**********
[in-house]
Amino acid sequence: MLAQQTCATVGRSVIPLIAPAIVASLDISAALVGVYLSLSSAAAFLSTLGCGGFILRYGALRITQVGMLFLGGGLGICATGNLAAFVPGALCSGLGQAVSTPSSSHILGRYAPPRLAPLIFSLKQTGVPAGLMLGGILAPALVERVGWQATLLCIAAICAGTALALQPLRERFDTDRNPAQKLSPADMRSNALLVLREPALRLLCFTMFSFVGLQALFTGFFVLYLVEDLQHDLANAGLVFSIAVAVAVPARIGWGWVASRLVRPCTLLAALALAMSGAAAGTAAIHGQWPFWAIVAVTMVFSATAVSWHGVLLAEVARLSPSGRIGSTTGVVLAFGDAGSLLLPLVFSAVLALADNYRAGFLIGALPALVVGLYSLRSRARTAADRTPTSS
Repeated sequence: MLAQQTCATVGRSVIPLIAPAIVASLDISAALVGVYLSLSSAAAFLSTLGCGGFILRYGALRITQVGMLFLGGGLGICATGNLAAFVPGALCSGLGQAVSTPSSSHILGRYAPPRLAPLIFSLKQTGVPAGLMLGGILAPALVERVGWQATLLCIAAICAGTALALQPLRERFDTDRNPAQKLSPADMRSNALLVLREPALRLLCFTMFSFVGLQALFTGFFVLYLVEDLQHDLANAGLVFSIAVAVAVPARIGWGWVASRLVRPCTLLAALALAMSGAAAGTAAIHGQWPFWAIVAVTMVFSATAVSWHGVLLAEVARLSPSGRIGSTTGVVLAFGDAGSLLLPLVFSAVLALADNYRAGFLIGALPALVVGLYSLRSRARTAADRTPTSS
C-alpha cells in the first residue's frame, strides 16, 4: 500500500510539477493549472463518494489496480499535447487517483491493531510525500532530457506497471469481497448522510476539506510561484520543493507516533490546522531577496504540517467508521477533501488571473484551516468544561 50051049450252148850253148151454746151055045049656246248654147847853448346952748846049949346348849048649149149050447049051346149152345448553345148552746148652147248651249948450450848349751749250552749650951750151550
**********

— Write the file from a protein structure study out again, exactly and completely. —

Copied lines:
[in-house]
Amino acid sequence: MLAQQTCATVGRSVIPLIAPAIVASLDISAALVGVYLSLSSAAAFLSTLGCGGFILRYGALRITQVGMLFLGGGLGICATGNLAAFVPGALCSGLGQAVSTPSSSHILGRYAPPRLAPLIFSLKQTGVPAGLMLGGILAPALVERVGWQATLLCIAAICAGTALALQPLRERFDTDRNPAQKLSPADMRSNALLVLREPALRLLCFTMFSFVGLQALFTGFFVLYLVEDLQHDLANAGLVFSIAVAVAVPARIGWGWVASRLVRPCTLLAALALAMSGAAAGTAAIHGQWPFWAIVAVTMVFSATAVSWHGVLLAEVARLSPSGRIGSTTGVVLAFGDAGSLLLPLVFSAVLALADNYRAGFLIGALPALVVGLYSLRSRARTAADRTPTSS
Repeated sequence: MLAQQTCATVGRSVIPLIAPAIVASLDISAALVGVYLSLSSAAAFLSTLGCGGFILRYGALRITQVGMLFLGGGLGICATGNLAAFVPGALCSGLGQAVSTPSSSHILGRYAPPRLAPLIFSLKQTGVPAGLMLGGILAPALVERVGWQATLLCIAAICAGTALALQPLRERFDTDRNPAQKLSPADMRSNALLVLREPALRLLCFTMFSFVGLQALFTGFFVLYLVEDLQHDLANAGLVFSIAVAVAVPARIGWGWVASRLVRPCTLLAALALAMSGAAAGTAAIHGQWPFWAIVAVTMVFSATAVSWHGVLLAEVARLSPSGRIGSTTGVVLAFGDAGSLLLPLVFSAVLALADNYRAGFLIGALPALVVGLYSLRSRARTAADRTPTSS
C-alpha cells in the first residue's frame, strides 16, 4: 500500500510539477493549472463518494489496480499535447487517483491493531510525500532530457506497471469481497448522510476539506510561484520543493507516533490546522531577496504540517467508521477533501488571473484551516468544561 50051049450252148850253148151454746151055045049656246248654147847853448346952748846049949346348849048649149149050447049051346149152345448553345148552746148652147248651249948450450848349751749250552749650951750151550